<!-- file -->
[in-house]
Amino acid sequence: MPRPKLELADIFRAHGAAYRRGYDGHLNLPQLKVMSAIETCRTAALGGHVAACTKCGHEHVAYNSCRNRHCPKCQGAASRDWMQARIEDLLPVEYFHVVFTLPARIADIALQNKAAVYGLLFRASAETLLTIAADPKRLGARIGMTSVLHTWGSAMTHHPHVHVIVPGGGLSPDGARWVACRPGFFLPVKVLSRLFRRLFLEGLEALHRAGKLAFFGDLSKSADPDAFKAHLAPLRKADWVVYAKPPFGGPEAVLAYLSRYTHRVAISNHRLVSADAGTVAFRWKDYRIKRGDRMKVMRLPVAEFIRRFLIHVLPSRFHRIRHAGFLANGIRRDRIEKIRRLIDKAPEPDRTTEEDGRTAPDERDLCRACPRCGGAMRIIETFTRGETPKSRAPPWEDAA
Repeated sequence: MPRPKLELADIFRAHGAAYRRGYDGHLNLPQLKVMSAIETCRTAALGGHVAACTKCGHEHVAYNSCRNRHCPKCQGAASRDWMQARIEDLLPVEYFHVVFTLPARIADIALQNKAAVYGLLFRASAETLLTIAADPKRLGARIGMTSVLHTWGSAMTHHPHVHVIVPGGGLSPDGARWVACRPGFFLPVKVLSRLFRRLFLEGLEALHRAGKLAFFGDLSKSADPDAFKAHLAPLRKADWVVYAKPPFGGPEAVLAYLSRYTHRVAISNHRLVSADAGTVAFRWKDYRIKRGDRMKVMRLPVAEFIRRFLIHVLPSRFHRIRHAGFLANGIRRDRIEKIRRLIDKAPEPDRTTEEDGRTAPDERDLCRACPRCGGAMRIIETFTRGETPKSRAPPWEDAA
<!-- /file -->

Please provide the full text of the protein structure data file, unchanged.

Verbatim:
[in-house]
Amino acid sequence: MPRPKLELADIFRAHGAAYRRGYDGHLNLPQLKVMSAIETCRTAALGGHVAACTKCGHEHVAYNSCRNRHCPKCQGAASRDWMQARIEDLLPVEYFHVVFTLPARIADIALQNKAAVYGLLFRASAETLLTIAADPKRLGARIGMTSVLHTWGSAMTHHPHVHVIVPGGGLSPDGARWVACRPGFFLPVKVLSRLFRRLFLEGLEALHRAGKLAFFGDLSKSADPDAFKAHLAPLRKADWVVYAKPPFGGPEAVLAYLSRYTHRVAISNHRLVSADAGTVAFRWKDYRIKRGDRMKVMRLPVAEFIRRFLIHVLPSRFHRIRHAGFLANGIRRDRIEKIRRLIDKAPEPDRTTEEDGRTAPDERDLCRACPRCGGAMRIIETFTRGETPKSRAPPWEDAA
Repeated sequence: MPRPKLELADIFRAHGAAYRRGYDGHLNLPQLKVMSAIETCRTAALGGHVAACTKCGHEHVAYNSCRNRHCPKCQGAASRDWMQARIEDLLPVEYFHVVFTLPARIADIALQNKAAVYGLLFRASAETLLTIAADPKRLGARIGMTSVLHTWGSAMTHHPHVHVIVPGGGLSPDGARWVACRPGFFLPVKVLSRLFRRLFLEGLEALHRAGKLAFFGDLSKSADPDAFKAHLAPLRKADWVVYAKPPFGGPEAVLAYLSRYTHRVAISNHRLVSADAGTVAFRWKDYRIKRGDRMKVMRLPVAEFIRRFLIHVLPSRFHRIRHAGFLANGIRRDRIEKIRRLIDKAPEPDRTTEEDGRTAPDERDLCRACPRCGGAMRIIETFTRGETPKSRAPPWEDAA